Seasonal Affective Disorder, also known as SAD, winter blues, or seasonal depression, is a medical condition caused by the seasonal change in the amount of available sunlight. SAD (which affects as much as 10% of the population) is most pronounced in the more northern regions of the world, with a greater daylight variance from summer to winter. Women are affected to a larger degree than men (by almost 3 to 1). Symptoms vary depending on the severity of the individual case. In its milder form, “winter blues”, symptoms include a lack of energy, depression, listlessness, and food cravings for sweets and carbohydrates. By contrast, cases of the more debilitating Seasonal Affective Disorder may include additional symptoms: Problems sleeping, change in appetite or weight, loss of memory, lack of concentration, severe depression and confusion.
Treating Seasonal Affective Disorder with Verilux Full Spectrum Light Therapy
Verilux is the leader in treatment of Seasonal Affective Disorder and the winter blues. The Verilux HappyLight and HappyLite Mini are the number 1 selling light therapy devices on the market. The HappyLight simulates the sun’s rays using sophisticated full spectrum lighting technology with 10,000 lux of light. Use of the HappyLight for 15-30 minutes per day is a simple, effective and drug-free treatment for SAD. We’re so sure it will work for you we offer the Verilux Risk Free Guarantee , including 30 days money back and return shipping.
In fact, a 2001 research study conducted at the National Institute of Mental Health in Bethesda, Md showed that you will know within the first hour of use that it will work for you:
“Improvement of atypical depressive symptoms after 1 hour of light therapy positively correlated with improvement after 2 weeks of therapy.”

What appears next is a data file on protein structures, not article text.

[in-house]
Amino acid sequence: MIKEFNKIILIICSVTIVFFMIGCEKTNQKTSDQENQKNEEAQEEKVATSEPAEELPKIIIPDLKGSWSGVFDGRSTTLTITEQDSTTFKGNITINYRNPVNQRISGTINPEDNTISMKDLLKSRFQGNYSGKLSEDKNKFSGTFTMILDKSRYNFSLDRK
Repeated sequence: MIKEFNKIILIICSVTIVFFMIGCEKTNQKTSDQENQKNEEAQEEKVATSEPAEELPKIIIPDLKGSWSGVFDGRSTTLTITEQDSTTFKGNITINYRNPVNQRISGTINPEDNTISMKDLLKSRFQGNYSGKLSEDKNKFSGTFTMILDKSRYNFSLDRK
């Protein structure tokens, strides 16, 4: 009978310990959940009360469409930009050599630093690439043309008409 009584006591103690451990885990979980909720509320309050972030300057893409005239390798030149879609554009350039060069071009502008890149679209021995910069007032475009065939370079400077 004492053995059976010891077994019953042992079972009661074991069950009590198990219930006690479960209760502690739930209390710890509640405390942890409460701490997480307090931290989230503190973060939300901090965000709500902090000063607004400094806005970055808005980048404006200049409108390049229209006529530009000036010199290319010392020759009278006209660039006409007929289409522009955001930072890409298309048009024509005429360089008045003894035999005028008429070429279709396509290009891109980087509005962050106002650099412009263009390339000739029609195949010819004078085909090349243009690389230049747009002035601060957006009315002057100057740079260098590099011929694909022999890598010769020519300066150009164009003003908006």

Follow-up Study shows 94% of patients stopped using anti-depressant drugs.
While correct diagnosis of SAD has become more commonplace, treatment is the area where doctors and SAD sufferers need more education. In the past, doctors have been quick to prescribe an anti-depressant (like Prozac, Paxil or Zoloft) when a patient mentioned being “depressed”. While drugs can sometimes be effective treating depression, they also have a well documented history of very serious side-effects. Light therapy is the natural, side-effect free alternative to anti-depressant pills.
To illustrate, a 1997 research study titled “Follow-up study of seasonal affective disorder in Switzerland”, conducted at the Psychiatric University Clinic, Basel, Switzerland, concluded that:
“Over a number of years, the clinical diagnosis changed for the better in 64% of the patients… and that light therapy (and perhaps also light-oriented behaviour) reduced the incidence and depth of subsequent depressive episodes. Further evidence for this was the large reduction in use of conventional antidepressant drugs (from 17 to 1) during the follow-up period. Diagnosis of SAD was stable and reliable.”
Research also shows additional benefits of full spectrum light therapy
In addition to treating the symptoms of Seasonal Affective Disorder, light therapy has also proven effective in treating other disorders. Below are studies showing treatment for Sleep disorders, Bulimia, and Geriatric Depression.
Treating Sleep disorders:
A 2004 research study published in Phsyciatria Polska, titled “Changes of sleep quality and mood disorders under the influence of phototherapy in patients with seasonal affective disorders SAD”, found that:
“Research confirms that phototherapy is an effective method of treatment of choice for patients with SAD. The result indicates that phototherapy markedly improved mood and sleep quality.”
Treating Bulimia nervosa:
A 2001 research study conducted at the Department of Psychiatry, University of British Columbia, Vancouver, Canada, titled “An open trial of light therapy for women with seasonal affective disorder and comorbid bulimia nervosa” concluded:
“Light therapy resulted in significant improvement in mood, with a mean 56% reduction in 29-item Hamilton Rating Scale for Depression scores following treatment (p < .001). The frequency of binges and purges per week also significantly decreased.”
Treating Geriatric Depression:
A 2001 research study conducted at the Laboratory of Psychobiochemistry, University of Texas at El Paso, titled “Bright light treatment decreases depression in institutionalized older adults: a placebo-controlled crossover study” showed these results:
“The results of the present study suggest that bright light treatment may be effective among institutionalized older adults, providing nonpharmacological intervention in the treatment of depression.”